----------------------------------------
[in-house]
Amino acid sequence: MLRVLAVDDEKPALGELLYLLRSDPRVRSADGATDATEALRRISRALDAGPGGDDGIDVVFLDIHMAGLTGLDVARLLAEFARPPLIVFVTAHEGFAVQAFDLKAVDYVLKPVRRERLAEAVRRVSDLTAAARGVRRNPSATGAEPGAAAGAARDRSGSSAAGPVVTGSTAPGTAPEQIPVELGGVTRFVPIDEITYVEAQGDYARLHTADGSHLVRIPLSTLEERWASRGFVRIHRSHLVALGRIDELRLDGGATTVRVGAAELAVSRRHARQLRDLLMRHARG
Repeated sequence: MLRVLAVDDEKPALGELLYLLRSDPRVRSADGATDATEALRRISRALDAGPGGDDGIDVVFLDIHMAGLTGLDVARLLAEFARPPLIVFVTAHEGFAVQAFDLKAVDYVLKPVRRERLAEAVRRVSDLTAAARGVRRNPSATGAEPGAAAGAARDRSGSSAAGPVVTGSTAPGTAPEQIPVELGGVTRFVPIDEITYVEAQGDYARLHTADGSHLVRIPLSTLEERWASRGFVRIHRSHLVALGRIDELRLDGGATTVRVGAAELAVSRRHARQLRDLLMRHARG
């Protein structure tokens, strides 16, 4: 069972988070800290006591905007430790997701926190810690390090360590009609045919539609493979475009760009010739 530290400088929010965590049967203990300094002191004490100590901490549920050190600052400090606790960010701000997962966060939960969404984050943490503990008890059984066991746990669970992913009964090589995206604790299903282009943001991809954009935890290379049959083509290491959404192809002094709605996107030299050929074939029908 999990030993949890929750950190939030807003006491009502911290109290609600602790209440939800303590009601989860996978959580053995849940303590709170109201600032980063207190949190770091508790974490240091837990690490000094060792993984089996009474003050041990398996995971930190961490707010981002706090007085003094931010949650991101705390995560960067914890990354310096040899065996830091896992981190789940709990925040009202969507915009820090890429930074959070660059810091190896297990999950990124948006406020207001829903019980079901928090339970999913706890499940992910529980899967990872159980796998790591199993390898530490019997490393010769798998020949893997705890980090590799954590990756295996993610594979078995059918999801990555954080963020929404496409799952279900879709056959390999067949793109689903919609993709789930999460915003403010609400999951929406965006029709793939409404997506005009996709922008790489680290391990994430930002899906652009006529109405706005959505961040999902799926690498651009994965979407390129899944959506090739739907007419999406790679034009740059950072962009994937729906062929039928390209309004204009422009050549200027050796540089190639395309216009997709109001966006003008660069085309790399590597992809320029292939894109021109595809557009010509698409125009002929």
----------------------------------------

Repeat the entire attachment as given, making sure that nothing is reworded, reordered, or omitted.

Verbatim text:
[in-house]
Amino acid sequence: MLRVLAVDDEKPALGELLYLLRSDPRVRSADGATDATEALRRISRALDAGPGGDDGIDVVFLDIHMAGLTGLDVARLLAEFARPPLIVFVTAHEGFAVQAFDLKAVDYVLKPVRRERLAEAVRRVSDLTAAARGVRRNPSATGAEPGAAAGAARDRSGSSAAGPVVTGSTAPGTAPEQIPVELGGVTRFVPIDEITYVEAQGDYARLHTADGSHLVRIPLSTLEERWASRGFVRIHRSHLVALGRIDELRLDGGATTVRVGAAELAVSRRHARQLRDLLMRHARG
Repeated sequence: MLRVLAVDDEKPALGELLYLLRSDPRVRSADGATDATEALRRISRALDAGPGGDDGIDVVFLDIHMAGLTGLDVARLLAEFARPPLIVFVTAHEGFAVQAFDLKAVDYVLKPVRRERLAEAVRRVSDLTAAARGVRRNPSATGAEPGAAAGAARDRSGSSAAGPVVTGSTAPGTAPEQIPVELGGVTRFVPIDEITYVEAQGDYARLHTADGSHLVRIPLSTLEERWASRGFVRIHRSHLVALGRIDELRLDGGATTVRVGAAELAVSRRHARQLRDLLMRHARG
């Protein structure tokens, strides 16, 4: 069972988070800290006591905007430790997701926190810690390090360590009609045919539609493979475009760009010739 530290400088929010965590049967203990300094002191004490100590901490549920050190600052400090606790960010701000997962966060939960969404984050943490503990008890059984066991746990669970992913009964090589995206604790299903282009943001991809954009935890290379049959083509290491959404192809002094709605996107030299050929074939029908 999990030993949890929750950190939030807003006491009502911290109290609600602790209440939800303590009601989860996978959580053995849940303590709170109201600032980063207190949190770091508790974490240091837990690490000094060792993984089996009474003050041990398996995971930190961490707010981002706090007085003094931010949650991101705390995560960067914890990354310096040899065996830091896992981190789940709990925040009202969507915009820090890429930074959070660059810091190896297990999950990124948006406020207001829903019980079901928090339970999913706890499940992910529980899967990872159980796998790591199993390898530490019997490393010769798998020949893997705890980090590799954590990756295996993610594979078995059918999801990555954080963020929404496409799952279900879709056959390999067949793109689903919609993709789930999460915003403010609400999951929406965006029709793939409404997506005009996709922008790489680290391990994430930002899906652009006529109405706005959505961040999902799926690498651009994965979407390129899944959506090739739907007419999406790679034009740059950072962009994937729906062929039928390209309004204009422009050549200027050796540089190639395309216009997709109001966006003008660069085309790399590597992809320029292939894109021109595809557009010509698409125009002929």